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As of 2017, the Westminster Foundation for Democracy has parliamentary strengthening programmes in about 22 countries and political party programmes in around 40 countries. We have a track record in improving policy, increasing citizen participation, promoting accountability, and bettering representation. But we don’t have a monopoly of knowledge on what works best.

This is why WFD is looking to contribute to public knowledge about effective democracy-strengthening, making the details of our work available to researchers, and funding a post-doctorate research fellow at Oxford University who will take this work forward throughout 2017. But there’s more to it than that. We want others to contribute too.
Read on

“What is democracy if it doesn’t lead to development for the people?”

Resisting a “deconsolidation of democracy” requires attendance to the specific needs of individual contexts, taking people out of poverty and centring the underserved majorities of women and the young. - free thinking for the world

“What is democracy if it doesn’t lead to development for the people?”

Resisting a “deconsolidation of democracy” requires attendance to the specific needs of individual contexts, taking people out of poverty and centring the underserved majorities of women and the young.

Myanmar’s unique challenges

One year after Aung San Suu Kyi took office, Myanmar’s transition to democracy remains incomplete, and the country faces serious challenges

A controversial law takes aim at Ukraine’s anti-corruption NGOs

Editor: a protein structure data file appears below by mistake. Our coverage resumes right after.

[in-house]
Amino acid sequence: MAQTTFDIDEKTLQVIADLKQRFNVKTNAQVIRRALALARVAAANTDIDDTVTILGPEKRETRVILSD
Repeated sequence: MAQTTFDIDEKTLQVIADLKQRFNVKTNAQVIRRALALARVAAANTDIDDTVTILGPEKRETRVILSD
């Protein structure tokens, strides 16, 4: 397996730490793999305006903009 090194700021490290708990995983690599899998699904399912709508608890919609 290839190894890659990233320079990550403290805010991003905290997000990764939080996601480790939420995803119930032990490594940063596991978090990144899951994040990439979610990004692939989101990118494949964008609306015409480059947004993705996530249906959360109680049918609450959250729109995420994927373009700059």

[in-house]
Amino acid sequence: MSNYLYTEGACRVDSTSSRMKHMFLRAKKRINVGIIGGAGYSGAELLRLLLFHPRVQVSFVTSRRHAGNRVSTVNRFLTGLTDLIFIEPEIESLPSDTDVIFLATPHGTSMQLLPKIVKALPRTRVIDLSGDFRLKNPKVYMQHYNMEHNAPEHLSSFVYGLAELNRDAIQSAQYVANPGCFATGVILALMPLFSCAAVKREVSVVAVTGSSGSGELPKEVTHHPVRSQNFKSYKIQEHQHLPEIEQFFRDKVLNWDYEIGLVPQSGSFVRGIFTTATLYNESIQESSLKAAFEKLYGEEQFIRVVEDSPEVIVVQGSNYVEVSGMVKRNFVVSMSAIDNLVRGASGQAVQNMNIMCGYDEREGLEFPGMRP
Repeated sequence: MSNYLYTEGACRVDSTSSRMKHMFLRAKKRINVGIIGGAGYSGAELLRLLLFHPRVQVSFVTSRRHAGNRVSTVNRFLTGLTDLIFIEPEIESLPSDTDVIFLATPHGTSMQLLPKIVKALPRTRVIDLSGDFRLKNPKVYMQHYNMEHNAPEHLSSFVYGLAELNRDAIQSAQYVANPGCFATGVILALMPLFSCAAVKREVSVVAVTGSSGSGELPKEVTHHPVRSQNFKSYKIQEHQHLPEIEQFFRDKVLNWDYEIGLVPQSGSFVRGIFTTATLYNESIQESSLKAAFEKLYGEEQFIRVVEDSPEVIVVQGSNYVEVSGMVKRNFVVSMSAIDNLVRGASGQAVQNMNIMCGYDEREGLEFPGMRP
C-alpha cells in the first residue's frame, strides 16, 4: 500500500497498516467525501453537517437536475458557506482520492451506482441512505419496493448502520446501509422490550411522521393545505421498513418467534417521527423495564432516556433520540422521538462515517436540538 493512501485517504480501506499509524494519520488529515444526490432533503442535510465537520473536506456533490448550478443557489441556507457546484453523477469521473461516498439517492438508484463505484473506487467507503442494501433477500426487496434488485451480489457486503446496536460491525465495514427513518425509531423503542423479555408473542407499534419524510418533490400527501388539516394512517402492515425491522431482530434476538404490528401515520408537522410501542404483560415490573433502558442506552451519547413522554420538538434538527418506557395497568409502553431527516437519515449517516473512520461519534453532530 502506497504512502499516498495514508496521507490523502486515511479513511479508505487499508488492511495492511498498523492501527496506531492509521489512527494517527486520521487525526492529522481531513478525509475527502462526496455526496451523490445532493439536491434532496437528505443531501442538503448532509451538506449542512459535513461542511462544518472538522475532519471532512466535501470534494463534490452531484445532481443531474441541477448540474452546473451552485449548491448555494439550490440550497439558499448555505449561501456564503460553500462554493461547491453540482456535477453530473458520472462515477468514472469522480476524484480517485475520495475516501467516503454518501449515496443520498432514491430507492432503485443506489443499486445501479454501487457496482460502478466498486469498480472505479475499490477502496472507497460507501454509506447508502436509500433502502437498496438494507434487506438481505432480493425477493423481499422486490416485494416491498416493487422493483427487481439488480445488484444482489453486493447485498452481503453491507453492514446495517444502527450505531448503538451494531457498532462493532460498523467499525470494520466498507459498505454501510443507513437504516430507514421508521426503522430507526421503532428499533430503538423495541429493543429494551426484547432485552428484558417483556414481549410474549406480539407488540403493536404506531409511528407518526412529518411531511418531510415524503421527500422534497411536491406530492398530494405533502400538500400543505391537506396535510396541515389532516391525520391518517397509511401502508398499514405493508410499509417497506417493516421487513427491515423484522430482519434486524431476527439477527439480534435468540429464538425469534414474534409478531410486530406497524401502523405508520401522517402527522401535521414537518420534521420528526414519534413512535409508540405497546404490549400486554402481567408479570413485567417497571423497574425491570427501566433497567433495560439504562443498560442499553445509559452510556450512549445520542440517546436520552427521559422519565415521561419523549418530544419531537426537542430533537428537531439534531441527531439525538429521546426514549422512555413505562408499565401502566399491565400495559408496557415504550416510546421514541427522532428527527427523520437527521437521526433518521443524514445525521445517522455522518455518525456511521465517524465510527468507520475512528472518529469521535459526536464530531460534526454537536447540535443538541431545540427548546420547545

New moves to make the work of Ukraine’s NGOs “transparent” only highlights how the fight against corruption is being undermined. 

Love in a time of fear: an interview with Dashni Morad

‘The Shakira of Kurdistan’ discusses feminism, Kurdish unity, and healing the scars of war.

Democracy is in danger, only technology can save it

If the intensive use of the information and communication technologies does not go hand in hand with sovereignty over the data we produce, the social and political consequences can be dire. Español Português

Seeing democracy as an ecosystem

To strenghten parliamentary institutions, we should learn some lessons from natural ecology.

Lebanon’s refugee policy reform is too little, too late

The removal of a hefty registration fee on Syrian refugees masks a policy of exploitation by the Lebanese government.

The hidden agenda of Trump’s Muslim ban

The Islamophobia industry uses lawfare to skew the conversation about Islam. Its fingerprints are on the President’s executive order.

Trade union building in Myanmar

Basically all unions demand a stronger sanctioning capacity for the Arbitration Council.

The gendered realities of peace and security in northern Nigeria

Nigerian women, who suffer most from poverty, climate change and violence, are valuable agents of change. Why is this not recognised?

Ukraine and the cancer of corruption: a conversation with Svitlana Zalishchuk

The rising star of Ukrainian politics tells openDemocracy that deep-rooted corruption is the greatest threat to the nation’s democracy 

The real divide: between plebeian and patrician visions of democracy

The collapse of the Roman Republic offers salutary lessons for those who wish to strengthen democracy. We should heed the lessons of history.

Are the people good enough?

Responses to the Brexit vote have revealed a disturbing current of anti-democratic sentiment. We need to challenge these attitudes and commit to a deeper form of democracy.

The seeds of the next Arab Spring

A new report suggests that Arab youth continue to be neglected – and that demographic shifts are incubating another political crisis.

The Lady in the broken mirror: the politics of identity in Myanmar

Global icon Aung San Suu Kyi faces the everyday challenges of governing a nation whose ethnic tensions threaten to tear it apart.

Who will support democracy now?

As the United States retreats from democracy promotion, it falls to the European Union to nurture democratic values.

No blank checks for Europe’s populists

The populist turn in the West since the global economic crisis is undermining Europe’s liberal democratic model. But are illiberal ideas really as popular as they seem?